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IIRC, 10 or so years ago the exam I took, and the study booklet I read, in Washington State did not mention anything about sailboats having right of way over motor boats.  WTF!   I've had at least one ridiculous incident with a $100K+, 35 footer exhibiting this lack of awareness as well as many other idiotic and sometimes scary encounters.  I went through the whole exam and certificate registration process until, at the last, they surprised me with the $10 ask.  Being born before the exemption date of 1955 I declined to give them my credit card number, especially since the above most basic tenets of boating was not covered.  Useless card!  I deleted the application.  Born before 1955 I assume that I am legally unlicensed.   Been a sail and motor boater all my life, I'm not concerned about how I operate a vessel and my head is on a swivel at all times to avoid the idiots......with licenses.

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4 hours ago, 2airishuman said:

I would think that while cruising along the ICW or Great Loop it would be burdensome to comply with the regulations in the many states to be visited, particularly places like Alabama where there is a requirement to take a proctored exam in person, in state, and there is no reciprocity of any kind.

Alabama does not require that!

Non-residents 12 years old and older, may operate on Alabama waters up to 45 days per calendar year without having to obtain a vessel operator's license. If operating a vessel for more than 45 days per calendar year, the non-resident must get an Alabama Non-Resident Vessel Operator's License. Non-residents who have obtained a vessel certification or license from their home state may use that in lieu of the Alabama Non-Resident Vessel Operator's License.

This really is a non-issue. The only time this has ever been a hassle is when my parents sent me and my brother ashore to get something from the store while sailing in New England and a Connecticut water cop showed up and was quite irate about me not having a Connecticut boating license, which I I was too young to get anyway, being about 11. I told him since our dinghy had MARYLAND registration we followed MARYLAND rules and had no idea what he was on about. I think he eventually decided arresting bratty elementary school kids was not worth the trouble and left :rolleyes:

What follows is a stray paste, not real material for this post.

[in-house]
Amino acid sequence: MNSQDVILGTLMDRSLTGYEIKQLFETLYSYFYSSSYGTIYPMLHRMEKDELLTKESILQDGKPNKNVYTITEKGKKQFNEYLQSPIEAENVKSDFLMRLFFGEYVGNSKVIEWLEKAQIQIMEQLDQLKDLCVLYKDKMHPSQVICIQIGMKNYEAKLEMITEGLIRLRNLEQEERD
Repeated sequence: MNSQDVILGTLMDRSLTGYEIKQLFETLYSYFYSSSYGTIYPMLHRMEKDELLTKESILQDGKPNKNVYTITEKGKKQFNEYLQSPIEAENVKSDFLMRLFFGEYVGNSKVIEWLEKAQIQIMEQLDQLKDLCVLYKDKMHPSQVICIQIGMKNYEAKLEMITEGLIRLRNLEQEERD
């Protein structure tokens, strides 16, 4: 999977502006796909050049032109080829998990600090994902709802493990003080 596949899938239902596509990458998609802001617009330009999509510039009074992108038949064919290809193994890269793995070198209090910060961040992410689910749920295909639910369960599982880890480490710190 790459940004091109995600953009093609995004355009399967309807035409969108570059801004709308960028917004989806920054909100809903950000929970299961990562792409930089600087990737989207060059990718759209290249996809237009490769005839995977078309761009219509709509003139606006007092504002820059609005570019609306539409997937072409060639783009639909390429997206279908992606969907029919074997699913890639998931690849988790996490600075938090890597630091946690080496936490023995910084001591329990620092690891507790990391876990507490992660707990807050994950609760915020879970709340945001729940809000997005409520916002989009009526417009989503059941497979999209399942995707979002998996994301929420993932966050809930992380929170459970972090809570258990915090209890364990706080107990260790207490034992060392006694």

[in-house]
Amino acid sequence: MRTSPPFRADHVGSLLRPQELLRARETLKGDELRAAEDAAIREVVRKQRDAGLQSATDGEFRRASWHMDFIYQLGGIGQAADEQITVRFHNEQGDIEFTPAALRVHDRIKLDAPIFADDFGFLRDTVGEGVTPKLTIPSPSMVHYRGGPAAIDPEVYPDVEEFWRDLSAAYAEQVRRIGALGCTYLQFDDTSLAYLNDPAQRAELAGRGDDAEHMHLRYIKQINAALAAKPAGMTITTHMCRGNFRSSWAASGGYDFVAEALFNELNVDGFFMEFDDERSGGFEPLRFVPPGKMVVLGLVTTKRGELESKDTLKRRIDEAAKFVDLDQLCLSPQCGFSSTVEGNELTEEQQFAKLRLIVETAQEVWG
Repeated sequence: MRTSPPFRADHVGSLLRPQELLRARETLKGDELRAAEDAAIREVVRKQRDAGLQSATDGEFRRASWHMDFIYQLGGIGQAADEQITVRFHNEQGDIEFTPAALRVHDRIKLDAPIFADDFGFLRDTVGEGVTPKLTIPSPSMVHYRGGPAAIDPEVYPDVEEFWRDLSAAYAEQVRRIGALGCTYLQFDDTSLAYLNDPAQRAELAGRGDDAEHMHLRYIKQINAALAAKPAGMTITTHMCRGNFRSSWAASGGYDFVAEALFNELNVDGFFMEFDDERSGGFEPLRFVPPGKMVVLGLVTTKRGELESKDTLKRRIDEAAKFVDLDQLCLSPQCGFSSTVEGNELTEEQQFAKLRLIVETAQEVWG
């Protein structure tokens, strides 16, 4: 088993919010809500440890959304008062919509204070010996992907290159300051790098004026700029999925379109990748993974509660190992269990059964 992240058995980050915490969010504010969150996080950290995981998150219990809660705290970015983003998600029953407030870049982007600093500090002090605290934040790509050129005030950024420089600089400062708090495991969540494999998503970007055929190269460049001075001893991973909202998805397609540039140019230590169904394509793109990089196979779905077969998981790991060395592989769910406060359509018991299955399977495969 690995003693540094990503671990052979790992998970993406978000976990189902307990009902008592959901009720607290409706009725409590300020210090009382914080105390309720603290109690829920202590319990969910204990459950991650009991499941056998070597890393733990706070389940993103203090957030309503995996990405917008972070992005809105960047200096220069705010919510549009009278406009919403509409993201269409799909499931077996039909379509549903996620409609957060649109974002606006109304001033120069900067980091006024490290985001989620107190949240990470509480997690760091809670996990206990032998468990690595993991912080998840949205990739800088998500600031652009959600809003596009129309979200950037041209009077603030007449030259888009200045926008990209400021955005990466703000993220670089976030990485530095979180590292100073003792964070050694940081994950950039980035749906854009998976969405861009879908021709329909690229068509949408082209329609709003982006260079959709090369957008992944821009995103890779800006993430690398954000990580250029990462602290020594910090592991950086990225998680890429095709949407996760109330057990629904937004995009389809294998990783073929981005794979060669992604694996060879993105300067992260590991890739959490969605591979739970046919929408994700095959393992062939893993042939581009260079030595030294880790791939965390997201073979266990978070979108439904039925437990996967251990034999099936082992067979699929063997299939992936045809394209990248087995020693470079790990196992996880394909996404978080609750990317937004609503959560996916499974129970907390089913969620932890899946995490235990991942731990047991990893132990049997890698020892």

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4 minutes ago, kent_island_sailor said:

Alabama does not require that!

Non-residents 12 years old and older, may operate on Alabama waters up to 45 days per calendar year without having to obtain a vessel operator's license. If operating a vessel for more than 45 days per calendar year, the non-resident must get an Alabama Non-Resident Vessel Operator's License. Non-residents who have obtained a vessel certification or license from their home state may use that in lieu of the Alabama Non-Resident Vessel Operator's License.

Interesting, that may well be how they enforce it, but it's not what's in the statute.

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2airishuman I have to agree with Kent Island Sailor a quick google of Alabama Boating  found this Boating Education and Operator Certification/License | Alabama Law Enforcement Agency (alea.gov)  It also appears that there are approved course that you can take and you will not have to take the test in the office.  

      Most of the state  rules I have looked at give you XX number of days in the state before you need to obtain that states certificate/license just like an auto license.   

   

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Texas rule is only for people born after like 1993. Just requires completion of the BoatUS or similar course. Also you have to be over 13 if powerboat with over 15HP or sailboat over 14' loa. Very strange to me since i was out on the water with a 40hp outboard when I was as young as 11. I guess we can blame these new rules on idiots with PWCs.

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On 10/12/2021 at 12:32 PM, Leeroy Jenkins said:

Our PCOC is made to be taken on the spot at a rental outfit. 

In other words - impossible to fail. 

Better than Ontario, there renters are totally exempt and it is up to operators to judge competency.

And in Ontario EVERY water LEO will check to see if you have your boaters card on your person, used to be an easy $200 fine for them and no doubt that has increased.

I've been asked to produce a boaters card countless times.  In a canoe.  Only once on a sailboat.